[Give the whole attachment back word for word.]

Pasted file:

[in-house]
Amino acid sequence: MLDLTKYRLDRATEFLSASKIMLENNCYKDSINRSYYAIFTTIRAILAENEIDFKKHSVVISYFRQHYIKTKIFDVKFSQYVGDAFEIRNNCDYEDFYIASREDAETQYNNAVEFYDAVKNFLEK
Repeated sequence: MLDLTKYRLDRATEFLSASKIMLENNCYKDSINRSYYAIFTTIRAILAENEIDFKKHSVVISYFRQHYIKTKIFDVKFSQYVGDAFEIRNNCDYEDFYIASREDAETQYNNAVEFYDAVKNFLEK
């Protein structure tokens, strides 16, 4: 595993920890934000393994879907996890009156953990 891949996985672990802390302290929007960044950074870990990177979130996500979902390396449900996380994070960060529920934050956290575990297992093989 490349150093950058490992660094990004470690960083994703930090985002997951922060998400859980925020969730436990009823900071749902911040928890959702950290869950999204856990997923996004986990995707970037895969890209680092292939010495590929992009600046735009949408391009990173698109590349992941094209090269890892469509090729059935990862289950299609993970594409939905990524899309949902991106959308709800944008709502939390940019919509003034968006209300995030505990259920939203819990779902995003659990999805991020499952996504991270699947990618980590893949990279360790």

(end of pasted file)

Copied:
[in-house]
Amino acid sequence: MLDLTKYRLDRATEFLSASKIMLENNCYKDSINRSYYAIFTTIRAILAENEIDFKKHSVVISYFRQHYIKTKIFDVKFSQYVGDAFEIRNNCDYEDFYIASREDAETQYNNAVEFYDAVKNFLEK
Repeated sequence: MLDLTKYRLDRATEFLSASKIMLENNCYKDSINRSYYAIFTTIRAILAENEIDFKKHSVVISYFRQHYIKTKIFDVKFSQYVGDAFEIRNNCDYEDFYIASREDAETQYNNAVEFYDAVKNFLEK
């Protein structure tokens, strides 16, 4: 595993920890934000393994879907996890009156953990 891949996985672990802390302290929007960044950074870990990177979130996500979902390396449900996380994070960060529920934050956290575990297992093989 490349150093950058490992660094990004470690960083994703930090985002997951922060998400859980925020969730436990009823900071749902911040928890959702950290869950999204856990997923996004986990995707970037895969890209680092292939010495590929992009600046735009949408391009990173698109590349992941094209090269890892469509090729059935990862289950299609993970594409939905990524899309949902991106959308709800944008709502939390940019919509003034968006209300995030505990259920939203819990779902995003659990999805991020499952996504991270699947990618980590893949990279360790």